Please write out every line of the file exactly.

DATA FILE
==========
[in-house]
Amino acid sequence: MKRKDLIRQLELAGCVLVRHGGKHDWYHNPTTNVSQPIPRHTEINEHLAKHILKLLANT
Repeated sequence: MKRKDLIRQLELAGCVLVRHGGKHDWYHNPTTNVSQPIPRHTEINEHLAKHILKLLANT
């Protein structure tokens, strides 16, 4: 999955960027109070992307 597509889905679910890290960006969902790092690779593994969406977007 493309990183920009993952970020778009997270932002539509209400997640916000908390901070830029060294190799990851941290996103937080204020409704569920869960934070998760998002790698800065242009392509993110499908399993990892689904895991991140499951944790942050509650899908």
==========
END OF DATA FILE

[in-house]
Amino acid sequence: MKRKDLIRQLELAGCVLVRHGGKHDWYHNPTTNVSQPIPRHTEINEHLAKHILKLLANT
Repeated sequence: MKRKDLIRQLELAGCVLVRHGGKHDWYHNPTTNVSQPIPRHTEINEHLAKHILKLLANT
């Protein structure tokens, strides 16, 4: 999955960027109070992307 597509889905679910890290960006969902790092690779593994969406977007 493309990183920009993952970020778009997270932002539509209400997640916000908390901070830029060294190799990851941290996103937080204020409704569920869960934070998760998002790698800065242009392509993110499908399993990892689904895991991140499951944790942050509650899908």